The Adventures of Tom Sawyer

Mark Twain (Author) Yasmira Cedeno (Editor)
Available

Description

The Adventures of Tom Sawyer by Mark Twain is an 1876 novel about a young boy growing up along the Mississippi River. It is set in the fictional town of St. Petersburg, inspired by Hannibal, Missouri, where Twain lived. Tom lives with his aunt Polly and often gets into trouble. Aunt Polly tells him to whitewash the fence, so he tells his friends that painting the fence is fun and they beg him to let them help. Tom falls in love with a new girl, Becky, but she finds out that he liked another girl before and breaks up with him. Tom and Huckleberry visit a graveyard and witness the murder of Dr. Robinson at the hands of Injun Joe. Tom, Huck and their friend Joe run away and the town thinks they are dead. Tom sneaks back home to watch the commotion and decides to return during his funeral. Back at school, Tom takes the blame for ripping a book that Becky had damaged and gets back on her good side. Tom testifies against Injun Joe in court but Joe escapes the courthouse. In the summer, the boys go hunting for treasure. They find Injun Joe who is looking to bury treasure somewhere. Huck stays to watch while Tom goes on a school picnic. He and Becky go into McDougal's Cave and get lost for days. Huck reports Injun Joe's plan to hurt Widow Douglas and Injun Joe runs to hide in McDougal's Cave. Tom and Becky see him and manage to hide and escape the cave. They tell the town that Injun Joe is in there and the town blocks up the cave. Tom and Huck discover where Joe hid the gold in the caves near his corpse.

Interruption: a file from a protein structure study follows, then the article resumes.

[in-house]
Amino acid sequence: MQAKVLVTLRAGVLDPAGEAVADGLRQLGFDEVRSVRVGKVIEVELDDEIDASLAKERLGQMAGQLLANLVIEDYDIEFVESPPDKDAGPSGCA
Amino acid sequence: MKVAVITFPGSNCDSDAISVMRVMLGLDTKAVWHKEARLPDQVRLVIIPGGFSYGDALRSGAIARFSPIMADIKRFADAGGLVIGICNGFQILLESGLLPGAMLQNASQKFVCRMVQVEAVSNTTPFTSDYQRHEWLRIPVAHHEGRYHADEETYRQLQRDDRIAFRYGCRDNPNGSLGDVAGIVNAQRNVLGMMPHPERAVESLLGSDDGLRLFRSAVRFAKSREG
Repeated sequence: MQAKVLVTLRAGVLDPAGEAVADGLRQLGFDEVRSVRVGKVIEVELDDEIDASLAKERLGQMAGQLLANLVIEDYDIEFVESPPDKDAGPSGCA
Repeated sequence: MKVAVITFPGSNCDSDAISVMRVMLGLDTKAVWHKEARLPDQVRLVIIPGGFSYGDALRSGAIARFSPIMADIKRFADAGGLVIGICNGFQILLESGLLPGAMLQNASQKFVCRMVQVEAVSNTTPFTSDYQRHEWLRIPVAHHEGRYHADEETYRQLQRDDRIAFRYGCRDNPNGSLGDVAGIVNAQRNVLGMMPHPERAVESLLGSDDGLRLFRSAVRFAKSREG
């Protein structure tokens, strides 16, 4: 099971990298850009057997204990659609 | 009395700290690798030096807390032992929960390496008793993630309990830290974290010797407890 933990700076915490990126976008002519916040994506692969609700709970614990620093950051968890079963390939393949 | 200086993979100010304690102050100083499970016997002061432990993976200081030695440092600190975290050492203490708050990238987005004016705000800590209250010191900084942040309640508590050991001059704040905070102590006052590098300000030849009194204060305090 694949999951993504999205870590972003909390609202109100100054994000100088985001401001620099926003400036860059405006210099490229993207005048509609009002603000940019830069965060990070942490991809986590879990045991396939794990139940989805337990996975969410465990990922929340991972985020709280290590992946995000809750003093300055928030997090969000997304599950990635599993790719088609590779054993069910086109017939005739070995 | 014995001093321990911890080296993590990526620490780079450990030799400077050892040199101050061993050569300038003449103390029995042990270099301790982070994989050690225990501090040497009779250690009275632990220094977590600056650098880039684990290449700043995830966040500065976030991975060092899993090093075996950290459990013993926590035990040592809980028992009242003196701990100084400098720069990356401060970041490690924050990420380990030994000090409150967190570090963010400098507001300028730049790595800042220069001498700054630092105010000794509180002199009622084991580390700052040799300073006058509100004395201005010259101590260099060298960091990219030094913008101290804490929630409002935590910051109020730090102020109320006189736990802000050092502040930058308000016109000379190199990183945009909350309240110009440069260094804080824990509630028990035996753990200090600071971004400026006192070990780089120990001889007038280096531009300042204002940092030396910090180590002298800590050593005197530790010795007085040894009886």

Product Details

Price
$10.99
Publisher
Createspace Independent Publishing Platform
Publish Date
September 21, 2016
Pages
214
Dimensions
6.0 X 9.0 X 0.45 inches | 0.64 pounds
Language
English
Type
Paperback
EAN/UPC
9781539021193
BISAC Categories:

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About the Author

Mark Twain (1835-1910) was born Samuel L. Clemens in the town of Florida, Missouri. One of the most popular and influential authors our nation has ever produced, his keen wit and incisive satire earned him praise from both critics and peers. He has been called not only the greatest humorist of his age but also the father of American literature.